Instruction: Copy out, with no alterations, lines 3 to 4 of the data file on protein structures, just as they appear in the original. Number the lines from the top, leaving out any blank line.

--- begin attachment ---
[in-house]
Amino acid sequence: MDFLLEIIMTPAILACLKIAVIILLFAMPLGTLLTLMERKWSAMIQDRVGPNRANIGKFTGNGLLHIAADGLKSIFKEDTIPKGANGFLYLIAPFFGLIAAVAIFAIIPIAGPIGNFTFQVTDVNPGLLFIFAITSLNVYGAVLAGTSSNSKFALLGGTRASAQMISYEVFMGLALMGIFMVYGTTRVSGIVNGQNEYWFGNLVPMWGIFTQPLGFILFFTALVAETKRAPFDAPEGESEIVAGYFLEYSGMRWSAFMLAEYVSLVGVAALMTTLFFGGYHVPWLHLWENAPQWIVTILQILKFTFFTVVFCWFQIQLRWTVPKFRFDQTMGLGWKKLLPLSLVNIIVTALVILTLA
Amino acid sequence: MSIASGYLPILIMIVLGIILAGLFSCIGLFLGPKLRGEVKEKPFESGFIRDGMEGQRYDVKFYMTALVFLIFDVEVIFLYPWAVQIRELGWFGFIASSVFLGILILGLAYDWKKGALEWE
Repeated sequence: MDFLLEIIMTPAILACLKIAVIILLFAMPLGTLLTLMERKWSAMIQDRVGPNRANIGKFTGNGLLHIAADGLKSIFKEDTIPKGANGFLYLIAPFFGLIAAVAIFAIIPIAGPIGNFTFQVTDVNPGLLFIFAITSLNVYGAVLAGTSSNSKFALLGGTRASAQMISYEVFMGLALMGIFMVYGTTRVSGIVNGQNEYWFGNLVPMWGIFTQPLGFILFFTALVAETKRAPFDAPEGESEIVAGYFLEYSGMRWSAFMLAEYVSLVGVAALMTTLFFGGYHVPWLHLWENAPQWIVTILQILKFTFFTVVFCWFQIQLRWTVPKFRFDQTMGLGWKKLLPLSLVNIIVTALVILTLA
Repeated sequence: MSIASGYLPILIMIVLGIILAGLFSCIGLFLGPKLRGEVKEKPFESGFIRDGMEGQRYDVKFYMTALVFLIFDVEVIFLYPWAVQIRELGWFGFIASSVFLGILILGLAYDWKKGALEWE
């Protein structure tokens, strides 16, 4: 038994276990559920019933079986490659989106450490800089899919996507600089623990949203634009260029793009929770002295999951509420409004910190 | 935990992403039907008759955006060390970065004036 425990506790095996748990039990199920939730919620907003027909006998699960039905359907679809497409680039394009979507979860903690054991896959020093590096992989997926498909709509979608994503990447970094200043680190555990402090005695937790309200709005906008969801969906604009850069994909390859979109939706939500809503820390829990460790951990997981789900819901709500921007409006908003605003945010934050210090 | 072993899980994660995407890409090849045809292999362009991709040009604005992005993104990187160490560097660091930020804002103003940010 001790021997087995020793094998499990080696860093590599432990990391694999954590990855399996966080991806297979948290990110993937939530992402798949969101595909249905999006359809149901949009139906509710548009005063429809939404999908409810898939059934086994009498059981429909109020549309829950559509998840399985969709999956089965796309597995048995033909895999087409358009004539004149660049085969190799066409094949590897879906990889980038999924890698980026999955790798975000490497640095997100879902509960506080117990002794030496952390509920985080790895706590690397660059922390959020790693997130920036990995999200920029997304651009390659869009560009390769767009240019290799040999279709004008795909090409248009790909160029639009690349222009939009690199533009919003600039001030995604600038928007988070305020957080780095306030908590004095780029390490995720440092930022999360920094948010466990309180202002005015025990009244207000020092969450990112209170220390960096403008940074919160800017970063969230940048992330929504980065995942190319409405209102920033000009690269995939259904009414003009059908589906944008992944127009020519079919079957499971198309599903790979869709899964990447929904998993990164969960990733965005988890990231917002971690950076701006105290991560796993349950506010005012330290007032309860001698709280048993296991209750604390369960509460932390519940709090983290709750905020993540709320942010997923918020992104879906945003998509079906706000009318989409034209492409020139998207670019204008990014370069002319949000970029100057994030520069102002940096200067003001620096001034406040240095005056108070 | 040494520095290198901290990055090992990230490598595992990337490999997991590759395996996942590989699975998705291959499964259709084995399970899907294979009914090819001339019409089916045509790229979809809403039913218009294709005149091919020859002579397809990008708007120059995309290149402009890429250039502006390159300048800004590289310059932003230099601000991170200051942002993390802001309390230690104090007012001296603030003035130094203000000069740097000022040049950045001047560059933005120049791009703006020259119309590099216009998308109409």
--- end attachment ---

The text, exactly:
Amino acid sequence: MSIASGYLPILIMIVLGIILAGLFSCIGLFLGPKLRGEVKEKPFESGFIRDGMEGQRYDVKFYMTALVFLIFDVEVIFLYPWAVQIRELGWFGFIASSVFLGILILGLAYDWKKGALEWE
Repeated sequence: MDFLLEIIMTPAILACLKIAVIILLFAMPLGTLLTLMERKWSAMIQDRVGPNRANIGKFTGNGLLHIAADGLKSIFKEDTIPKGANGFLYLIAPFFGLIAAVAIFAIIPIAGPIGNFTFQVTDVNPGLLFIFAITSLNVYGAVLAGTSSNSKFALLGGTRASAQMISYEVFMGLALMGIFMVYGTTRVSGIVNGQNEYWFGNLVPMWGIFTQPLGFILFFTALVAETKRAPFDAPEGESEIVAGYFLEYSGMRWSAFMLAEYVSLVGVAALMTTLFFGGYHVPWLHLWENAPQWIVTILQILKFTFFTVVFCWFQIQLRWTVPKFRFDQTMGLGWKKLLPLSLVNIIVTALVILTLA